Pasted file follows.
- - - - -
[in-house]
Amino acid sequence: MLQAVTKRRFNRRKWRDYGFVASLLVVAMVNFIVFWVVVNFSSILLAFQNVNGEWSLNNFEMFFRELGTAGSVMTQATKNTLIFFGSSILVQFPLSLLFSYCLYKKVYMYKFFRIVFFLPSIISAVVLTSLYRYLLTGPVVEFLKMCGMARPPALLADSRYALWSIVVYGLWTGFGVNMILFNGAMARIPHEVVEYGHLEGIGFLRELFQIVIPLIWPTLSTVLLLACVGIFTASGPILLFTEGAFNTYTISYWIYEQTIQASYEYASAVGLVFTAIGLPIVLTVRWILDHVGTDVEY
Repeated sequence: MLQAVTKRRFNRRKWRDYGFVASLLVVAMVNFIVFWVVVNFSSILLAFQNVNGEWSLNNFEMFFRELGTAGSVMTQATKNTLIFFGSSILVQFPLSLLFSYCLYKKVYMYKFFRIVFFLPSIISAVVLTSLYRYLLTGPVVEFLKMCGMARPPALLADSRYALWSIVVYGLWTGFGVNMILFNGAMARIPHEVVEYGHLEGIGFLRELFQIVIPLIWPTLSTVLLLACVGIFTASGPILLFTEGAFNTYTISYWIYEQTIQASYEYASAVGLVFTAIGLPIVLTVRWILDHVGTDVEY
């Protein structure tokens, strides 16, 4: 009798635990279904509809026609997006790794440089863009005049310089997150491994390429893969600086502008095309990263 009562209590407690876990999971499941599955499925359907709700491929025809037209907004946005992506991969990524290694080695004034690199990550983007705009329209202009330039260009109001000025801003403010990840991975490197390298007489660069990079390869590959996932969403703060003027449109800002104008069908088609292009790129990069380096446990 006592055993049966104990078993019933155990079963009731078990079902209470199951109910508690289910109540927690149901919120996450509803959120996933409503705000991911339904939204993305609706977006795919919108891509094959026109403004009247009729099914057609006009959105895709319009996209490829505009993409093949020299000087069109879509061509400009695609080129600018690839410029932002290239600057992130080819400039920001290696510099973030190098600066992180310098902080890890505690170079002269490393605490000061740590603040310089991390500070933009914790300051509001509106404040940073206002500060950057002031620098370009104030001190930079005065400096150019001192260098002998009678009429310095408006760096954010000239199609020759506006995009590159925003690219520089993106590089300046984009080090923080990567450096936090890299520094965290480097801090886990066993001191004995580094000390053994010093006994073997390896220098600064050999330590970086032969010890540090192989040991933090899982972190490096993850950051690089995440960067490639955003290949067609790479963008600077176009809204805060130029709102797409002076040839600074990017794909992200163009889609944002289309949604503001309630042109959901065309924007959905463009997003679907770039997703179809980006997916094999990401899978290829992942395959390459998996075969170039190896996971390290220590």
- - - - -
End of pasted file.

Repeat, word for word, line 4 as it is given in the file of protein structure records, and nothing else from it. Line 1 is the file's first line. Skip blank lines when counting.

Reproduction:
């Protein structure tokens, strides 16, 4: 009798635990279904509809026609997006790794440089863009005049310089997150491994390429893969600086502008095309990263 009562209590407690876990999971499941599955499925359907709700491929025809037209907004946005992506991969990524290694080695004034690199990550983007705009329209202009330039260009109001000025801003403010990840991975490197390298007489660069990079390869590959996932969403703060003027449109800002104008069908088609292009790129990069380096446990 006592055993049966104990078993019933155990079963009731078990079902209470199951109910508690289910109540927690149901919120996450509803959120996933409503705000991911339904939204993305609706977006795919919108891509094959026109403004009247009729099914057609006009959105895709319009996209490829505009993409093949020299000087069109879509061509400009695609080129600018690839410029932002290239600057992130080819400039920001290696510099973030190098600066992180310098902080890890505690170079002269490393605490000061740590603040310089991390500070933009914790300051509001509106404040940073206002500060950057002031620098370009104030001190930079005065400096150019001192260098002998009678009429310095408006760096954010000239199609020759506006995009590159925003690219520089993106590089300046984009080090923080990567450096936090890299520094965290480097801090886990066993001191004995580094000390053994010093006994073997390896220098600064050999330590970086032969010890540090192989040991933090899982972190490096993850950051690089995440960067490639955003290949067609790479963008600077176009809204805060130029709102797409002076040839600074990017794909992200163009889609944002289309949604503001309630042109959901065309924007959905463009997003679907770039997703179809980006997916094999990401899978290829992942395959390459998996075969170039190896996971390290220590």